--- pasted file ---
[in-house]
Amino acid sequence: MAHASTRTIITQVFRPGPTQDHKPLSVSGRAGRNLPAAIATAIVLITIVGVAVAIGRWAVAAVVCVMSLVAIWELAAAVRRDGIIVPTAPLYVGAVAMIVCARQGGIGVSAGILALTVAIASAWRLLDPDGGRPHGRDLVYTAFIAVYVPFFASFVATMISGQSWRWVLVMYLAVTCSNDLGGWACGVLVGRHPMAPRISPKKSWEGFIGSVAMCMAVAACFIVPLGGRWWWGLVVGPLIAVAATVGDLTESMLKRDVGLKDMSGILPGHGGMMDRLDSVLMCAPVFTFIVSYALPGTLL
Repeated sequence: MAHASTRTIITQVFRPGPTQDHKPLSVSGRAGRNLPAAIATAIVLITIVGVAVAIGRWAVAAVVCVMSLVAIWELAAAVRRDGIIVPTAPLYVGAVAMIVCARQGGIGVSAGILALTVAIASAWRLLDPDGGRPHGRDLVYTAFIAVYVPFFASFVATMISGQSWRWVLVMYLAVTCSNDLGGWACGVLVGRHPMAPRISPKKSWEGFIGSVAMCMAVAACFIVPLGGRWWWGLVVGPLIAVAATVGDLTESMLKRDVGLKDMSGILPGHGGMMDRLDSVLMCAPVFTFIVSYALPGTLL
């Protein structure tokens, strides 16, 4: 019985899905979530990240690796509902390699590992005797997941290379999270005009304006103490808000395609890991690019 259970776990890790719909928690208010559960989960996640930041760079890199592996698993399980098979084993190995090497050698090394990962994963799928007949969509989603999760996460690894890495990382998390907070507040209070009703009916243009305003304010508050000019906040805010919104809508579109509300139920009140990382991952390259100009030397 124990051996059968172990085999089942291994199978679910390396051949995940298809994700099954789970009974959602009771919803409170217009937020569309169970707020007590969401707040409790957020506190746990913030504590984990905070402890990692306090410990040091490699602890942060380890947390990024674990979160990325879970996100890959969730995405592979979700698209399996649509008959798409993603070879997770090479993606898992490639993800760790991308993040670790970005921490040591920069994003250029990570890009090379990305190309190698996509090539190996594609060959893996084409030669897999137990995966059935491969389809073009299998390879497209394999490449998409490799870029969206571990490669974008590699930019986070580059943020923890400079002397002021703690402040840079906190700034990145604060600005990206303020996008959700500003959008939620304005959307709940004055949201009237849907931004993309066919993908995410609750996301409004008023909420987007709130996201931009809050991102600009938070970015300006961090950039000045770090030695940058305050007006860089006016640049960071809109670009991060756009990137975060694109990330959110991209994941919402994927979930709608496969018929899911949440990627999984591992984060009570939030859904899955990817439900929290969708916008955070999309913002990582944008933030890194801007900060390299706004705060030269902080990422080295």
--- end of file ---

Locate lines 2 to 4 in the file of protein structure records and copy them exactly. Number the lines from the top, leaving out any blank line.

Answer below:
Amino acid sequence: MAHASTRTIITQVFRPGPTQDHKPLSVSGRAGRNLPAAIATAIVLITIVGVAVAIGRWAVAAVVCVMSLVAIWELAAAVRRDGIIVPTAPLYVGAVAMIVCARQGGIGVSAGILALTVAIASAWRLLDPDGGRPHGRDLVYTAFIAVYVPFFASFVATMISGQSWRWVLVMYLAVTCSNDLGGWACGVLVGRHPMAPRISPKKSWEGFIGSVAMCMAVAACFIVPLGGRWWWGLVVGPLIAVAATVGDLTESMLKRDVGLKDMSGILPGHGGMMDRLDSVLMCAPVFTFIVSYALPGTLL
Repeated sequence: MAHASTRTIITQVFRPGPTQDHKPLSVSGRAGRNLPAAIATAIVLITIVGVAVAIGRWAVAAVVCVMSLVAIWELAAAVRRDGIIVPTAPLYVGAVAMIVCARQGGIGVSAGILALTVAIASAWRLLDPDGGRPHGRDLVYTAFIAVYVPFFASFVATMISGQSWRWVLVMYLAVTCSNDLGGWACGVLVGRHPMAPRISPKKSWEGFIGSVAMCMAVAACFIVPLGGRWWWGLVVGPLIAVAATVGDLTESMLKRDVGLKDMSGILPGHGGMMDRLDSVLMCAPVFTFIVSYALPGTLL
């Protein structure tokens, strides 16, 4: 019985899905979530990240690796509902390699590992005797997941290379999270005009304006103490808000395609890991690019 259970776990890790719909928690208010559960989960996640930041760079890199592996698993399980098979084993190995090497050698090394990962994963799928007949969509989603999760996460690894890495990382998390907070507040209070009703009916243009305003304010508050000019906040805010919104809508579109509300139920009140990382991952390259100009030397 124990051996059968172990085999089942291994199978679910390396051949995940298809994700099954789970009974959602009771919803409170217009937020569309169970707020007590969401707040409790957020506190746990913030504590984990905070402890990692306090410990040091490699602890942060380890947390990024674990979160990325879970996100890959969730995405592979979700698209399996649509008959798409993603070879997770090479993606898992490639993800760790991308993040670790970005921490040591920069994003250029990570890009090379990305190309190698996509090539190996594609060959893996084409030669897999137990995966059935491969389809073009299998390879497209394999490449998409490799870029969206571990490669974008590699930019986070580059943020923890400079002397002021703690402040840079906190700034990145604060600005990206303020996008959700500003959008939620304005959307709940004055949201009237849907931004993309066919993908995410609750996301409004008023909420987007709130996201931009809050991102600009938070970015300006961090950039000045770090030695940058305050007006860089006016640049960071809109670009991060756009990137975060694109990330959110991209994941919402994927979930709608496969018929899911949440990627999984591992984060009570939030859904899955990817439900929290969708916008955070999309913002990582944008933030890194801007900060390299706004705060030269902080990422080295």